Tag Archives: Sir Arthur Conan Doyle

The Adventure of the Wordy Companion

20 Jul

“The Adventure of the Wordy Companion: An A-Z Guide to Sherlockian Phraseology” is written by Nicko Vaughan and published by MX Publishing.

As a person who loves both Sherlock Holmes and the intricacies of the English language, this book hit a number of spots.

Nicko Vaughan has waded through the Holmes canon selecting words and phrases that may not be a part of most people’s vocabularies these days, and set about providing an explanation for them.

Written with admirable conciseness and some considerable wit, the book is a must have for anyone new to the Holmes canon.

It is also a handy little reference guide for writers of Sherlock Holmes pastiche. Knowing what words Arthur Conan Doyle used helps give a feel of authenticity to pastiches. The book now has a permanent place in my reference library.

One thing I discovered as I browsed this excellent wee tome, is that most of the words are in my everyday vocabulary. I suppose this is what happens when you read Sherlock Holmes as a child. You end up with a somewhat archaic vocabulary as an adult.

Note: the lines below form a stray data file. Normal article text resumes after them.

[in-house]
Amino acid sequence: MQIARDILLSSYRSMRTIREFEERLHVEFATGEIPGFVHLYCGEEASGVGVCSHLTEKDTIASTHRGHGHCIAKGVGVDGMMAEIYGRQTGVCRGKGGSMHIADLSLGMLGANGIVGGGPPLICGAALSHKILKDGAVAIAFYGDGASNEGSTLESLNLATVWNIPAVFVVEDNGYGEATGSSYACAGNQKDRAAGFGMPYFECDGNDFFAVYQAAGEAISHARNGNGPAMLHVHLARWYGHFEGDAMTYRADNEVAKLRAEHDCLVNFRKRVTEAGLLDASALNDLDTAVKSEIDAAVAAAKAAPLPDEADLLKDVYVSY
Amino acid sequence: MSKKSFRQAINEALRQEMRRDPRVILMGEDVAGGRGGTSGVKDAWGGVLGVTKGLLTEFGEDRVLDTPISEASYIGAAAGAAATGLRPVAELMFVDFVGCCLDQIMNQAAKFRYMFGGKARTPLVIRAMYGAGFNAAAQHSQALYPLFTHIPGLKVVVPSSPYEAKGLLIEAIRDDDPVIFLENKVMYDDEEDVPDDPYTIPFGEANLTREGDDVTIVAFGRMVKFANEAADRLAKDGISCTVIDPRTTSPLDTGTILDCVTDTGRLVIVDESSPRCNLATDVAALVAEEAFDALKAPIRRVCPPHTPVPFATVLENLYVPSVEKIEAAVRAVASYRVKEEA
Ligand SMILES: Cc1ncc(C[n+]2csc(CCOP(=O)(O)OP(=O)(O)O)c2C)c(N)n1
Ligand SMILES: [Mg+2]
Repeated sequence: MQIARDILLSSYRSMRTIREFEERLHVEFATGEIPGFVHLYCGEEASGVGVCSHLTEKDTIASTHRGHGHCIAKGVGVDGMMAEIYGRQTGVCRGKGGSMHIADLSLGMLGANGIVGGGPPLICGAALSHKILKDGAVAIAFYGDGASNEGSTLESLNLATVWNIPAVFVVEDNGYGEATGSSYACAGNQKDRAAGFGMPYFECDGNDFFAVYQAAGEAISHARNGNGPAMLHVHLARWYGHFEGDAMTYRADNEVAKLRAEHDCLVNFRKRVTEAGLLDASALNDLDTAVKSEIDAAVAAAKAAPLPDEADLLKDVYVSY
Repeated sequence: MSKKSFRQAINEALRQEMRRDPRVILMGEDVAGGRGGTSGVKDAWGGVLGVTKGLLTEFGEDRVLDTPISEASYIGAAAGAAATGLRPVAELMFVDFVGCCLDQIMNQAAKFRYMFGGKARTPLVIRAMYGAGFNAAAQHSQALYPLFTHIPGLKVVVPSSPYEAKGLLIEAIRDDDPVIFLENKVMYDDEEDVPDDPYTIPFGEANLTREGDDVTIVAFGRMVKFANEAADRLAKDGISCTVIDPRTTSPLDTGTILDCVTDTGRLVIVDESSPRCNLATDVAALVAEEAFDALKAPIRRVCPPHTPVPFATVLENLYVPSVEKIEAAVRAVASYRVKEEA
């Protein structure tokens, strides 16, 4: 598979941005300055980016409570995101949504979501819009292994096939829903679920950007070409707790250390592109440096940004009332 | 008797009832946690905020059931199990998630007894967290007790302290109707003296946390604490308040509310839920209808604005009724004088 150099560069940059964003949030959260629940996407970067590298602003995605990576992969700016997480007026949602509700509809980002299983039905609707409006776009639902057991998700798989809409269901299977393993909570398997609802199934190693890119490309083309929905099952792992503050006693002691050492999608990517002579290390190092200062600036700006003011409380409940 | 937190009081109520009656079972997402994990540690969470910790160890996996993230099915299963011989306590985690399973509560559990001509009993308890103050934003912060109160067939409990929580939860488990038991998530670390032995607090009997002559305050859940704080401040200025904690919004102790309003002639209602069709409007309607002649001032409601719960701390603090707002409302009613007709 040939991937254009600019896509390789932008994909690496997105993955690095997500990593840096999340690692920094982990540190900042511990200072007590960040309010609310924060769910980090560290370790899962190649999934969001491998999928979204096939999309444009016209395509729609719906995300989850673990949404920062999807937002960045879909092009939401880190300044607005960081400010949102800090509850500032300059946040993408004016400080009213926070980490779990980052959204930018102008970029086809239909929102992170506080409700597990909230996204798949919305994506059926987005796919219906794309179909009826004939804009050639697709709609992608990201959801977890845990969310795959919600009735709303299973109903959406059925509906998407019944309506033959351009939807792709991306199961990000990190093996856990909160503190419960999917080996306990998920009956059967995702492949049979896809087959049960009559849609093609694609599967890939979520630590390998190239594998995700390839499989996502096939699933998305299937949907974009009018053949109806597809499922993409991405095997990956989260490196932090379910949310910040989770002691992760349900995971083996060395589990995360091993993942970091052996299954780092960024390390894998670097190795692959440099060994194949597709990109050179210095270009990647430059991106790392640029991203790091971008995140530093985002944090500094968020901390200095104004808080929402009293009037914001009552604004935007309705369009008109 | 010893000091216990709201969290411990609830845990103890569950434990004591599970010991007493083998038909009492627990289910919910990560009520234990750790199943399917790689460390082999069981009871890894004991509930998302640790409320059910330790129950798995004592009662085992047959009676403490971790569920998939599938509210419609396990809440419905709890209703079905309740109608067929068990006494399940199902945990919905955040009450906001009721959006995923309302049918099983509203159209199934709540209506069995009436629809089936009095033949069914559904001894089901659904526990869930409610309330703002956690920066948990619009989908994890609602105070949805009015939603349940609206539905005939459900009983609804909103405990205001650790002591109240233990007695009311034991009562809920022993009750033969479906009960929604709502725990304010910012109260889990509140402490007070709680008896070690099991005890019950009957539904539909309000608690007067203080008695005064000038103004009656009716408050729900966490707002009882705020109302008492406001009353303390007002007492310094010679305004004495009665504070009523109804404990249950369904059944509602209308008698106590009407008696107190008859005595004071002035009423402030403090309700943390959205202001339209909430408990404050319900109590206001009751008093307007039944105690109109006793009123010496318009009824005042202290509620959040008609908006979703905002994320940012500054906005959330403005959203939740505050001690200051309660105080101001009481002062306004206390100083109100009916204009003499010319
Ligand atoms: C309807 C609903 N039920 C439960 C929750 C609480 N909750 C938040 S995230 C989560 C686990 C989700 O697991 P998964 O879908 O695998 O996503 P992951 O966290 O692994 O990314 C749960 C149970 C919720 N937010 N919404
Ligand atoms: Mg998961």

This is a delightfully charming little book that I cannot recommend highly enough.

You can purchase your own copy directly from MX Publishing

Houdini and Conan Doyle

25 May

On the surface you really cannot imagine Harry Houdini and Sir Arthur Conan Doyle having much in common.

In “Houdini and Conan Doyle” Christopher Sandford digs deep to show just how alike the two men actually were. Right down to their stubborn refusal to see things from anyone else’s point of view. Which ultimately lead to them going from friends to rivals, one would almost be prepared to say, enemies, over Conan Doyle’s belief in spiritualism and Houdini’s disbelief in same.

The book tracks the ups and downs of both men’s lives, and those of their families. Speaking of which, I have come away for the book wanting to know more about Houdini’s wife, Bess. A truly amazing woman on a lot of levels.

This book holds great appeal to anyone interested in the history of spiritualism and stage magic, as well as the lives of two extraordinary men.

Highly recommended.

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